[CGD 85-015, 51 FR 19341, May 29, 1986, as amended by USCG-2006-25697, 71 FR 55745, Sept. 25, 2006]

Subpart 4.05—Notice of Marine Casualty and Voyage Records

§4.05-1   Notice of marine casualty.

(a) Immediately after the addressing of resultant safety concerns, the owner, agent, master, operator, or person in charge, shall notify the nearest Sector Office, Marine Inspection Office or Coast Guard Group Office whenever a vessel is involved in a marine casualty consisting in—

(1) An unintended grounding, or an unintended strike of (allision with) a bridge;

(2) An intended grounding, or an intended strike of a bridge, that creates a hazard to navigation, the environment, or the safety of a vessel, or that meets any criterion of paragraphs (a) (3) through (8);

(3) A loss of main propulsion, primary steering, or any associated component or control system that reduces the maneuverability of the vessel;

(4) An occurrence materially and adversely affecting the vessel's seaworthiness or fitness for service or route, including but not limited to fire, flooding, or failure of or damage to fixed fire-extinguishing systems, lifesaving equipment, auxiliary power-generating equipment, or bilge-pumping systems;

(5) A loss of life;

(6) An injury that requires professional medical treatment (treatment beyond first aid) and, if the person is engaged or employed on board a vessel in commercial service, that renders the individual unfit to perform his or her routine duties; or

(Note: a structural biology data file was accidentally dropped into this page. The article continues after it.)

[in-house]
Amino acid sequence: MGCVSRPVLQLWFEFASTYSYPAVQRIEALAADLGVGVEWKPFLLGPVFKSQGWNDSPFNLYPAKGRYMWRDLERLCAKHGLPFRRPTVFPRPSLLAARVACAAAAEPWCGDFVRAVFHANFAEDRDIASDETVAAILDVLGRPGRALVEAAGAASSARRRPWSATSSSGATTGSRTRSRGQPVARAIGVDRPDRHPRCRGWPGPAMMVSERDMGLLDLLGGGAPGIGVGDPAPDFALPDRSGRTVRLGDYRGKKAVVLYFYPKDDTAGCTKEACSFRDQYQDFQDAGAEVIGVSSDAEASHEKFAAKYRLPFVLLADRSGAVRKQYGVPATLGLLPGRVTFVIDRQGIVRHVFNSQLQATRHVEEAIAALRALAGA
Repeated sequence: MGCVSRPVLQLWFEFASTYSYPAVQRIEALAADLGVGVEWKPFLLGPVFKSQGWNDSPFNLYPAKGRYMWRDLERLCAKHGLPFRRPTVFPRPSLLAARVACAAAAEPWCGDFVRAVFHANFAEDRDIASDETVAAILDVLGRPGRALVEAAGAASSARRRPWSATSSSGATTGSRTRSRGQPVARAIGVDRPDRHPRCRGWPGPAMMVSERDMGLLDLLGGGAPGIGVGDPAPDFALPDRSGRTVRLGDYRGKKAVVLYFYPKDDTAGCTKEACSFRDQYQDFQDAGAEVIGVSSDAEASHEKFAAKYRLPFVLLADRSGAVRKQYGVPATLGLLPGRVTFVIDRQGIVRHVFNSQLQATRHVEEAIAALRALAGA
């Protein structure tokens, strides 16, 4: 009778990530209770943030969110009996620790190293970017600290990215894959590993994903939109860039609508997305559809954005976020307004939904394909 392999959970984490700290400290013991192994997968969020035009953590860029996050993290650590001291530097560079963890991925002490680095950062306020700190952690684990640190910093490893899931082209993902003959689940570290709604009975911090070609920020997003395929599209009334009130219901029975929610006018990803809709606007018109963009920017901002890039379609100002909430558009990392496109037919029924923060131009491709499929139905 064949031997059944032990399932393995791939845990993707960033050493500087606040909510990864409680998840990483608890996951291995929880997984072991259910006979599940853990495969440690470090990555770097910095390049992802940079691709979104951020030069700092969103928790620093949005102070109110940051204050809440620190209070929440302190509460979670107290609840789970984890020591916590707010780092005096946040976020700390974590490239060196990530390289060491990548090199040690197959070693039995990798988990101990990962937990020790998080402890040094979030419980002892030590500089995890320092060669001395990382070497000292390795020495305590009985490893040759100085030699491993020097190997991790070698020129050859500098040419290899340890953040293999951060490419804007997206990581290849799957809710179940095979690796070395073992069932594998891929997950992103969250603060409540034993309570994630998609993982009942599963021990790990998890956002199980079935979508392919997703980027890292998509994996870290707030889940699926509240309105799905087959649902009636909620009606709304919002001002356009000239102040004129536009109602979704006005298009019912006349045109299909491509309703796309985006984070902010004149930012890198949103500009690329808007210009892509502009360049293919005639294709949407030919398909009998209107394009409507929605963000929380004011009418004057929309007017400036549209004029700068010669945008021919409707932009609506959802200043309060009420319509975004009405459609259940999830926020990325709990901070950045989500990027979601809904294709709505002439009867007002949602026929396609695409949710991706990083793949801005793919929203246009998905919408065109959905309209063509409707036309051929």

(7) An occurrence causing property-damage in excess of $25,000, this damage including the cost of labor and material to restore the property to its condition before the occurrence, but not including the cost of salvage, cleaning, gas-freeing, drydocking, or demurrage.

(8) An occurrence involving significant harm to the environment as defined in §4.03-65.

(b) Notice given as required by 33 CFR 160.215 satisfies the requirement of this section if the marine casualty involves a hazardous condition as defined by 33 CFR 160.204.

(c) Except as otherwise required under this subpart, if the marine casualty exclusively involves an occurrence or occurrences described by paragraph (a)(8) of this section, a report made pursuant to 33 CFR 153.203, 40 CFR 117.21, or 40 CFR 302.6 satisfies the immediate notification requirement of this section.

[CGD 94-030, 59 FR 39471, Aug. 3, 1994, as amended by USCG-2000-6927, 70 FR 74676, Dec. 16, 2005; USCG-2006-25556, 72 FR 36330, July 2, 2007; USCG-2011-0618, 76 FR 60754, Sept. 30, 2011; USCG-2014-0688, 79 FR 58275, Sept. 29, 2014]

§4.05-2   Incidents involving foreign tank vessels.